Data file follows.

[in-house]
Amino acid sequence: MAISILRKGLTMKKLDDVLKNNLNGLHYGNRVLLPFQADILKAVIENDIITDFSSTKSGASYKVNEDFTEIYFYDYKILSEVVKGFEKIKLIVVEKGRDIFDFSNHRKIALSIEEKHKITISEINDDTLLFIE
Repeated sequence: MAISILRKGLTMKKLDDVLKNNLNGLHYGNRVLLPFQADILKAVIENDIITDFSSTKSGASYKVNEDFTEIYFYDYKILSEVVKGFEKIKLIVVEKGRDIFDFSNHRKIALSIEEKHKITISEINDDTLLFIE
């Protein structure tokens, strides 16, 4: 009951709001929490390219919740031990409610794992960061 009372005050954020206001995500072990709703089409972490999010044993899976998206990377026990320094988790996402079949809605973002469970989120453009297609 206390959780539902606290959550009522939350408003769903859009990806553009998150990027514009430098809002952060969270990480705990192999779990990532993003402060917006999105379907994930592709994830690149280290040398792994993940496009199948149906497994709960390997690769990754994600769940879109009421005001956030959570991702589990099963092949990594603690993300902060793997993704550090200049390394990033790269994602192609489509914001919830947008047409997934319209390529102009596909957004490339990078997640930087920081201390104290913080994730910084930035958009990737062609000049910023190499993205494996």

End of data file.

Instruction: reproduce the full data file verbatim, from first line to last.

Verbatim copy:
[in-house]
Amino acid sequence: MAISILRKGLTMKKLDDVLKNNLNGLHYGNRVLLPFQADILKAVIENDIITDFSSTKSGASYKVNEDFTEIYFYDYKILSEVVKGFEKIKLIVVEKGRDIFDFSNHRKIALSIEEKHKITISEINDDTLLFIE
Repeated sequence: MAISILRKGLTMKKLDDVLKNNLNGLHYGNRVLLPFQADILKAVIENDIITDFSSTKSGASYKVNEDFTEIYFYDYKILSEVVKGFEKIKLIVVEKGRDIFDFSNHRKIALSIEEKHKITISEINDDTLLFIE
């Protein structure tokens, strides 16, 4: 009951709001929490390219919740031990409610794992960061 009372005050954020206001995500072990709703089409972490999010044993899976998206990377026990320094988790996402079949809605973002469970989120453009297609 206390959780539902606290959550009522939350408003769903859009990806553009998150990027514009430098809002952060969270990480705990192999779990990532993003402060917006999105379907994930592709994830690149280290040398792994993940496009199948149906497994709960390997690769990754994600769940879109009421005001956030959570991702589990099963092949990594603690993300902060793997993704550090200049390394990033790269994602192609489509914001919830947008047409997934319209390529102009596909957004490339990078997640930087920081201390104290913080994730910084930035958009990737062609000049910023190499993205494996």